Salt Lake City man was stalked by a cougar during hike, video shows
SALT LAKE CITY – A Salt Lake City man got up close and personal with a puma on Thursday night as he hiked through Big Cottonwood Canyon, just outside of town.
Jared Smith said he was on his way through the Broads Fork Trail when the cougar suddenly appeared and followed him within 20 to 30 feet.
“I was running back my way and was probably about a mile from returning to the parking lot when I heard something beside the path,” said Smith. “And there was a cougar, oh, probably 15-20 feet from me. Definitely scared me.”
Taking the advice of wildlife experts, Smith said he acted calmly while retreating, trying to look “bigger”. Despite his actions, the puma continued to follow him.
“Periodically the cougar would throw itself, baring its teeth, kicking its legs and tail up, almost like a little sprint straight at me,” said Smith. “If you watch the whole video, you can see my voice crack at these points because it scared me.”
In the video, Smith repeatedly said to the cougar, “I’m going away, I promise. I won’t bother you,” as it followed and hissed at him.
Smith wrote about the incident on Facebook, saying he thought the beast’s cubs were nearby.
“To be honest, the most important thing to me is my family. I have a wife and a child and (I) thought I had to make sure I could get home,” said Smith. “I know cougar attacks are very rare, but I think she probably protected her cubs in that situation, so I know they will do almost anything to protect their cubs.”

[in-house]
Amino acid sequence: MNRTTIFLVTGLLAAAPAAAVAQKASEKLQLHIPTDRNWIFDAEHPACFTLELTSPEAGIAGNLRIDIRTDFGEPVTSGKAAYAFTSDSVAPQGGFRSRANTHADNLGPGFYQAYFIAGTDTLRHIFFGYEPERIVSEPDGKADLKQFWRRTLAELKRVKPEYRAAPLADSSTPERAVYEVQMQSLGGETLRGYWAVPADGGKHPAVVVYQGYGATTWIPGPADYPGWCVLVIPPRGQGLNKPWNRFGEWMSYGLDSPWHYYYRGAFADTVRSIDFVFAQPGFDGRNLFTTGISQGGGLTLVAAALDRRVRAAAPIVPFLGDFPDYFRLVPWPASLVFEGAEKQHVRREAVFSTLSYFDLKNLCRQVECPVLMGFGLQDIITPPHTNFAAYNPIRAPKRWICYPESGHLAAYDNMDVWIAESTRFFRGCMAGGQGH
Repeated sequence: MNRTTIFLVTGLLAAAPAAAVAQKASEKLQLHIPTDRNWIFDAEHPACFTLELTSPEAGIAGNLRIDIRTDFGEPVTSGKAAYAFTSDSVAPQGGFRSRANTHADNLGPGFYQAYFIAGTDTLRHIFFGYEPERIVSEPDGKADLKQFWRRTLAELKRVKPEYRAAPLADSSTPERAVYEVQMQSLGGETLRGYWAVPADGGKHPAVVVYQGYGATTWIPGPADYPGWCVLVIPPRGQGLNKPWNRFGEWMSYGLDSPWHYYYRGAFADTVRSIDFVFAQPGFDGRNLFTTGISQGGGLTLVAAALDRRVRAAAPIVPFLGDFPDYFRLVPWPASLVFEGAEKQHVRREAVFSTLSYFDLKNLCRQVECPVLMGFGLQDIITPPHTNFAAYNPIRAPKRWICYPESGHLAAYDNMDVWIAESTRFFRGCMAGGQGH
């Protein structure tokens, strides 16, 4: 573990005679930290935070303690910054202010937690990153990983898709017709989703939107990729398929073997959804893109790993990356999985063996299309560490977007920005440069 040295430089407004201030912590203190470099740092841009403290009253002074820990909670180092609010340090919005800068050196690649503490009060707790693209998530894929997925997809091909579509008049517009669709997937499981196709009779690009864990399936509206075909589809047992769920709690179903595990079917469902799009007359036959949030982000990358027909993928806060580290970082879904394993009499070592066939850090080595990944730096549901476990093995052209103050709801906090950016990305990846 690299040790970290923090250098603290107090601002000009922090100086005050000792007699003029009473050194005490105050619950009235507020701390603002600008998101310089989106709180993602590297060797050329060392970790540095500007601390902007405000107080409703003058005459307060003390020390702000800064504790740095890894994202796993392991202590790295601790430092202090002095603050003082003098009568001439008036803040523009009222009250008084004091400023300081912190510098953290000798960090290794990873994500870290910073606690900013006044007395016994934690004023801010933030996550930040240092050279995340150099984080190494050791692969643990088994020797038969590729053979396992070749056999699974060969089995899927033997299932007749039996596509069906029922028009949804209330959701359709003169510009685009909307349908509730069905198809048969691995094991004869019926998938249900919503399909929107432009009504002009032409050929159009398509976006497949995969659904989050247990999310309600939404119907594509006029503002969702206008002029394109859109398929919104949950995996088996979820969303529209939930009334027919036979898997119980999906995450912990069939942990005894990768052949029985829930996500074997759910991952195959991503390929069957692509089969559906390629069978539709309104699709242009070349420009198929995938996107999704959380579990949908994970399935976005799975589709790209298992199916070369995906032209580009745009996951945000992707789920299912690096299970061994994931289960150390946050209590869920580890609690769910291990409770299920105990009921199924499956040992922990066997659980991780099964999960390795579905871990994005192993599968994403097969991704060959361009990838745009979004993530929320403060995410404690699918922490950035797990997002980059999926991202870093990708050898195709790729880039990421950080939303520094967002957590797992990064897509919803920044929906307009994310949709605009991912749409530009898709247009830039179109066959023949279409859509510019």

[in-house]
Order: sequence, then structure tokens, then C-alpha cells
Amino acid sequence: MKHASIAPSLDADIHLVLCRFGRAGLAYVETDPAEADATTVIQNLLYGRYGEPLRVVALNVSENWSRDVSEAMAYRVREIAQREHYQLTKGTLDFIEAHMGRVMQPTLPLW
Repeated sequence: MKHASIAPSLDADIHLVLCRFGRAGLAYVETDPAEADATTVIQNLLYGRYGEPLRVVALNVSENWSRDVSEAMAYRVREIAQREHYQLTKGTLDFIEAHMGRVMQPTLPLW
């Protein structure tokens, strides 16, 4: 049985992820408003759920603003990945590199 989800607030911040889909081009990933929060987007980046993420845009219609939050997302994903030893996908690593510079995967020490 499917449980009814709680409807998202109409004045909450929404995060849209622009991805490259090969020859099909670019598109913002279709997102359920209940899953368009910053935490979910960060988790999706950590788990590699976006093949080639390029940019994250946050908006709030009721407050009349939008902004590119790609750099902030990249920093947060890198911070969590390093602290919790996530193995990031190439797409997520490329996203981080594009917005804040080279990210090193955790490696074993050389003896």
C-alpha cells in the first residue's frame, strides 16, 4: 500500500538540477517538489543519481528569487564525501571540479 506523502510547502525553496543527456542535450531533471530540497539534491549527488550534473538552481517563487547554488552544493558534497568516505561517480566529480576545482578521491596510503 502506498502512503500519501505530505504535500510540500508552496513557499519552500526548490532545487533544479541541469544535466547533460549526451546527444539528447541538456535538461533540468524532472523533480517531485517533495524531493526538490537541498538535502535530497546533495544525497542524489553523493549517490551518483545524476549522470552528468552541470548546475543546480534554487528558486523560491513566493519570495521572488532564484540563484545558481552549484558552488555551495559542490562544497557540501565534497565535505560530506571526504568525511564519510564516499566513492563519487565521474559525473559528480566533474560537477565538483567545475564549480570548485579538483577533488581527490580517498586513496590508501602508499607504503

After about five minutes, Smith said the Puma had left the lane and could safely return to its vehicle.
“It was about five minutes after the encounter when she was about to turn the edge of the path and I pulled back a minute or two and kept talking because I couldn’t see where she was going,” he said. “After a few minutes, when I felt that she was no longer around, I ran down the path and tried to distance myself as much as possible.”
Smith wrote in a Facebook post that he’s a little unsettled about the encounter, but otherwise he’s fine.
“That definitely shook me more than the hundreds of hours I spent hiking and climbing and other outdoor experiences just because it’s so tedious,” he said.
Although unsettled, he says the encounter won’t prevent him from hitting the trails again anytime soon.
“It will definitely take me a few days to process this before I come back, but I love it too much,” he said. “I realize this is really unusual. It’s not something that is likely to happen repeatedly. I’ll be back on the trail soon.”
The Utah Division of Wildlife Resources recommends that if hikers encounter a cougar, they shouldn’t run but look intimidating by making eye contact, appearing taller, and speaking loudly and firmly. If the puma attacks, experts recommend protecting your head and neck.
This story was originally published by Melanie Porter at Scripps Station KSTU in Salt Lake City.